WHEN President Robert Mugabe and the late former Vice-President Joshua Nkomo signed the Unity Accord in December 1987, there was jubilation in Matabeleland and some parts of the Midlands as the pact effectively signalled the end of mass killings in the two provinces.
Just by the stroke of a pen albeit after intense haggling on crucial positions and the new party symbol, the accord in essence marked the end of a state of emergency and dissident activities in the two provinces.
For nearly five years the two provinces had fallen under the octopus grip of overzealous State security agents, especially the 5 Brigade, which had a carte blanche in engaging in extrajudiciary killings, rapes and other human rights abuses.
The signing of the Unity Accord, however, elated citizens although coming at the expense of more than 20 000 victims of Gukurahundi genocide and the economic stagnation of Matabeleland and parts of the Midlands.
So when Mugabe and Nkomo were beamed on national television toasting to the forging of the accord, naturally, Zimbabweans were excited and heaved a sigh of relief in the strong belief the newly-found unity would usher in development and opportunities to the long marginalised people of the region.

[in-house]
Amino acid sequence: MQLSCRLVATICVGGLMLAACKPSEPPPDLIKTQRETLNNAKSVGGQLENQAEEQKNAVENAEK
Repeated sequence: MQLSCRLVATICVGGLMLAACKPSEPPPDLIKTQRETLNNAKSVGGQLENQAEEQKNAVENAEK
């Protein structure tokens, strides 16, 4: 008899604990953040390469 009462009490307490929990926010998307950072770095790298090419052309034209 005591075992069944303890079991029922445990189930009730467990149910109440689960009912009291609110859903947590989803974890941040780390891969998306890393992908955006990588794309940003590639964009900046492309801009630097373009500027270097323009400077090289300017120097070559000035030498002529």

But alas, 27 years after the inking of the accord, the pact remains largely a monumental farce and an embarrassment as the region remains marginalised in comparison to other provinces of Zimbabwe.
As rightly articulated yesterday by Zanu PF politburo member Sikhanyiso Ndlovu, this year’s commemorations “must make us take stock of what has happened before, introspect and ask ourselves what we have done to make our people benefit from unity”.
Unfortunately, the people of the southern region remain hungry, industries are closed, unemployment is spiralling out of control, they still travel to Harare to apply for liquor licences, passports and other important public documents.
Matabeleland Zambezi Water Project, seen as the only permanent solution to the region’s perennial water woes, remains in limbo despite the fact that it has the potential to turn Matabeleland and its hinterlands into greenbelts.
The list of unfulfilled promises since December 1987 remains long hence a general consensus in the region there is nothing to celebrate about the Unity Accord today except nostalgia.